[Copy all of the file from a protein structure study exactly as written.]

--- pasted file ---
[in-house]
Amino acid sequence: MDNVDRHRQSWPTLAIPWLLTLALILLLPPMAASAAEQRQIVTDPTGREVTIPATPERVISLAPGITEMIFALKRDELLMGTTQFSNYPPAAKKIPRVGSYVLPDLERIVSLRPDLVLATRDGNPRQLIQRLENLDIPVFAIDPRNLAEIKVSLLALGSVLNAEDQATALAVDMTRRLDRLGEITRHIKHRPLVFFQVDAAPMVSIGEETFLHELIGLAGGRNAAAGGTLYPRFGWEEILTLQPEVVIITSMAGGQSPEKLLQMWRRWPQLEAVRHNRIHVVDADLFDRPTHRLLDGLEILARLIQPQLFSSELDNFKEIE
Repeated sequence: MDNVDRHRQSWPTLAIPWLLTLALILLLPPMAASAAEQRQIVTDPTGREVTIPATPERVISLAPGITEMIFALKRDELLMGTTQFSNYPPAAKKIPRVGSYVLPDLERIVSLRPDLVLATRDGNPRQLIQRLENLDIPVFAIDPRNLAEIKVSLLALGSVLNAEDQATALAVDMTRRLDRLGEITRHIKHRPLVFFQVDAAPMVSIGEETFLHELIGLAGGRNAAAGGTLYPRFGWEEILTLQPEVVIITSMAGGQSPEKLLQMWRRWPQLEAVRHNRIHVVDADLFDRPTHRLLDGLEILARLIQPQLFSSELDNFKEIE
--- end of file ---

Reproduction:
[in-house]
Amino acid sequence: MDNVDRHRQSWPTLAIPWLLTLALILLLPPMAASAAEQRQIVTDPTGREVTIPATPERVISLAPGITEMIFALKRDELLMGTTQFSNYPPAAKKIPRVGSYVLPDLERIVSLRPDLVLATRDGNPRQLIQRLENLDIPVFAIDPRNLAEIKVSLLALGSVLNAEDQATALAVDMTRRLDRLGEITRHIKHRPLVFFQVDAAPMVSIGEETFLHELIGLAGGRNAAAGGTLYPRFGWEEILTLQPEVVIITSMAGGQSPEKLLQMWRRWPQLEAVRHNRIHVVDADLFDRPTHRLLDGLEILARLIQPQLFSSELDNFKEIE
Repeated sequence: MDNVDRHRQSWPTLAIPWLLTLALILLLPPMAASAAEQRQIVTDPTGREVTIPATPERVISLAPGITEMIFALKRDELLMGTTQFSNYPPAAKKIPRVGSYVLPDLERIVSLRPDLVLATRDGNPRQLIQRLENLDIPVFAIDPRNLAEIKVSLLALGSVLNAEDQATALAVDMTRRLDRLGEITRHIKHRPLVFFQVDAAPMVSIGEETFLHELIGLAGGRNAAAGGTLYPRFGWEEILTLQPEVVIITSMAGGQSPEKLLQMWRRWPQLEAVRHNRIHVVDADLFDRPTHRLLDGLEILARLIQPQLFSSELDNFKEIE